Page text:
September 24, 2017

God Our Keeper

Passage: Psalm 121
Service Type:

I: -- Mountains are beautiful: majestic, imposing, seemingly immoveable. Therefore it’s easy to assume we know what the psalmist means when he cries, “I lift up my eyes to the hills.” Actually, he doesn’t mean what we think he means, because mountains were ambivalent for the Israelite people: majestic and imposing to be sure, yet also a source of danger. After all, outlaws and cutthroats hid in the mountains and swept down out of the hills to harm travellers. The mountains themselves were treacherous for travellers, riddled as they were with gorges and precipices and wild animals. We modern folk like to imagine mountains (indeed, all of nature) as relief from burnout and source of refreshment. Our Israelite foreparents knew better; they knew that while the mountains seem attractive as a place of refreshment and help, they are also the place of grave threat. In Psalm 11 the psalmist is tempted to “flee like a bird to the mountains”, tempted to “get away from it all”, as we like to say. But the psalmist knows that not even the birds are safe in the mountains: food is exceedingly scarce among rocks, and predators abound. For this reason as soon as the psalmist looks at the distant hills and asks, in Psalm 121, “From whence does my help come?” he answers, “My help comes from the Lord, from Yahweh.” Ultimately help doesn’t come from the mountains, from nature; help, the profoundest help we need, comes from God, the maker of heaven and earth.

II: -- Nevertheless this lesson isn’t learned quickly. In our secularized age help is sought from every quarter except the Lord. Yet the places we look to for help are like the mountains: attractive, beckoning, with much about them that is genuinely good, yet also threatening and ultimately not helpful in the profoundest sense.

[1] Think of culture. Our society looks to culture for help. There are immense riches here. If I were deprived of Mozart’s genius and Yitzakh Perlman’s violin and Renee Fleming’s voice; if I were deprived of E.J. Pratt’s poetry and Robertson Davies’ prose and the movie, Chariots of Fire (which I have seen eleven times) I should be unquestionably the poorer for it. Culture possesses genuine riches; it lends us a genuine creaturely good.

Yet culture, as the mountains were to the Israelite people, is double-edged, ambivalent. Culture transmits values. What values does it transmit? Certainly whatever it is that Chariots of Fire embodies; but also what the movie, Mortal Thoughts, embodies. Mortal Thoughts cost me $12 as well as more than a little disquiet. Mortal Thoughts is about a woman who cuts her best friend’s husband’s throat with an Exacto knife – blood everywhere. Sitting beside me in the movie theatre was a 10 year old boy, eyes wide open, taking it all in. How many such spectacles has he seen already, and how many more will he see, each impression cumulatively skewing his innermost control-centre? What was the youngster unconsciously taking in about what it means to be a human being and how disputes are settled? As blood-soaked violence sank into his unconscious mind he was less and less likely ever to understand consciously that gratuitous violence is addictive; it creates an appetite for ever more violent spectacles. Culture transmits values. What’s being transmitted?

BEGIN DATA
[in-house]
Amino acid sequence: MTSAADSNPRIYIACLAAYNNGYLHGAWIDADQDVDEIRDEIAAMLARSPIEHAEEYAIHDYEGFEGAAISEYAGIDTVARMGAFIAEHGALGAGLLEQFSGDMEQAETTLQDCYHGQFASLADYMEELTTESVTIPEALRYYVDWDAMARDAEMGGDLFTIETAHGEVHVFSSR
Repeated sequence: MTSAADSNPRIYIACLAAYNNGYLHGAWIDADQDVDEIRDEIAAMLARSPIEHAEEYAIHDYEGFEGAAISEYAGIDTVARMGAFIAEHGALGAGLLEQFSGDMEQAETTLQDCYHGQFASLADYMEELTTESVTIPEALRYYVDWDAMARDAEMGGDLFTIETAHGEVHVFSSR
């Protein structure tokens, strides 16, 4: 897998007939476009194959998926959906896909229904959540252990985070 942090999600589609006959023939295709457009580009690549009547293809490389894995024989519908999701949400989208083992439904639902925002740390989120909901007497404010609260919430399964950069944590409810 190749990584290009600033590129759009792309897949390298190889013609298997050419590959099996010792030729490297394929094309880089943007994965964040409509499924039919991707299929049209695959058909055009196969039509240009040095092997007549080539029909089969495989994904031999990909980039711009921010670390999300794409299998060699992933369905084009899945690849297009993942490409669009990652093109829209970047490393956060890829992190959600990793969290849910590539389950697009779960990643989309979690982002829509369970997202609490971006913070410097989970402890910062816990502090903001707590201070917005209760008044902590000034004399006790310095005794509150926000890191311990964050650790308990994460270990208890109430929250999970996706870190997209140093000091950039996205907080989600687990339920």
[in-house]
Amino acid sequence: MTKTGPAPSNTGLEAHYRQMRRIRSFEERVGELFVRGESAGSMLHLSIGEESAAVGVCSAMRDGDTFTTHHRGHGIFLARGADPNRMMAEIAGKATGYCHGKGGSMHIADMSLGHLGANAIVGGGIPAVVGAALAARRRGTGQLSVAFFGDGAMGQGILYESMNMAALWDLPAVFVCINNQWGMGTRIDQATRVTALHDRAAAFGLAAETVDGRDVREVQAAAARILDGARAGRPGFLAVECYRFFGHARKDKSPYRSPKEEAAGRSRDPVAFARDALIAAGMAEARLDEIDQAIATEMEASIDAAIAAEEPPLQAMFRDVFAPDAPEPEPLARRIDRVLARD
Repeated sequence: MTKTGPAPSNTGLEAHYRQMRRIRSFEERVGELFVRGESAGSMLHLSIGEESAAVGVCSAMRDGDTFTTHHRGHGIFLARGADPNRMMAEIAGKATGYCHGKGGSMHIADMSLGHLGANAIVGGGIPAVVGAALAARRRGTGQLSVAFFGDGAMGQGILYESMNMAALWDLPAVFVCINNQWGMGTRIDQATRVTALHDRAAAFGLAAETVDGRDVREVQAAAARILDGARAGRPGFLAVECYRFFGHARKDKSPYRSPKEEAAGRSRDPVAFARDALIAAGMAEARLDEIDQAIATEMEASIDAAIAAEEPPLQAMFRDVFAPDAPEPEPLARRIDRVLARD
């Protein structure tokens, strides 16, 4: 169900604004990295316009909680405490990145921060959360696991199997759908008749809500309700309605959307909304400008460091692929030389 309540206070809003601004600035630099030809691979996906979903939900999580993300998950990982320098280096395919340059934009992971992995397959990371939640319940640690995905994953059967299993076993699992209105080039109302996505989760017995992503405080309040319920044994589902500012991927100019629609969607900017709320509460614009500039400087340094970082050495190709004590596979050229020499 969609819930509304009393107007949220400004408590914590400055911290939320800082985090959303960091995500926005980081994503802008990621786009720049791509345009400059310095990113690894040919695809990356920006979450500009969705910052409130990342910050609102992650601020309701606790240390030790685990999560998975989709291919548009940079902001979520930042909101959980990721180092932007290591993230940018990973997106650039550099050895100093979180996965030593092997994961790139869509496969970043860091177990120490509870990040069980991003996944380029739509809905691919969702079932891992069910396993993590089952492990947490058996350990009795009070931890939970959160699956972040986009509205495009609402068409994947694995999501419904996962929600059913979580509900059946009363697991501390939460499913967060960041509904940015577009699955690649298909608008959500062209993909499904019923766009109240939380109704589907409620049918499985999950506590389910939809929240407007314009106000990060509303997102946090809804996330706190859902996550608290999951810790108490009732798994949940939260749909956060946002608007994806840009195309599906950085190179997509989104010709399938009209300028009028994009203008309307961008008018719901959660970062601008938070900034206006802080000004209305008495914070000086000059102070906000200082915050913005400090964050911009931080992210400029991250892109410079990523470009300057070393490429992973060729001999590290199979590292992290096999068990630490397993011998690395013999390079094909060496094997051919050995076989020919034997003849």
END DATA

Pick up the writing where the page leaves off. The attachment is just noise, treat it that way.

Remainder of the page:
In any case culture, bad, good or the best, can never penetrate as deeply as the human heart needs to be penetrated; it can’t finally “keep” us in the sense in which the Lord our God is our keeper.

[2] Much the same can be said about the state, about government. The state, civil government, is God-ordained to restrain criminality, preserve order and ensure the common good. It must never be belittled. History relentlessly attests what life is like where the common good isn’t ensured. Not surprisingly, many people assume that the state, government, will “keep” them. But no state, however just, can “keep” any human being in the sense that the Lord our God is our keeper.

And in a fallen creation, of course, the state is always ambivalent, always double-edged. The state, God appointed for blessing (Romans 13) in fact curses millions (Revelation 13, where the state is the beast from the abyss, the monster that devours the people of God). It would be difficult to convince masses in the world right now that the state is their helper in any sense. Why do you think droves are fleeing Syria?

[3] Then there are the rugged individualists, brimful of confidence, who argue that the individual’s psychological resources are sufficient. Make no mistake: the individual’s psychological resources are wonderful. I marvel at what people have in them: intuition, coping-mechanisms, resilience, creativity.

But also hidden in everyone’s intrapsychic landscape are psychological booby-traps. All of us have dark recesses in our psyche that startle us when we least expect it just because we never guessed (couldn’t guess) what lurks within us.

The psalmist, then, is correct. While he is tempted to flee to the mountains and seek help there, he knows that the mountains are both beautiful and dangerous. And in any case the mountains can’t provide the kind of help he most profoundly needs. As much has to be said of anything else we might think can profoundly help.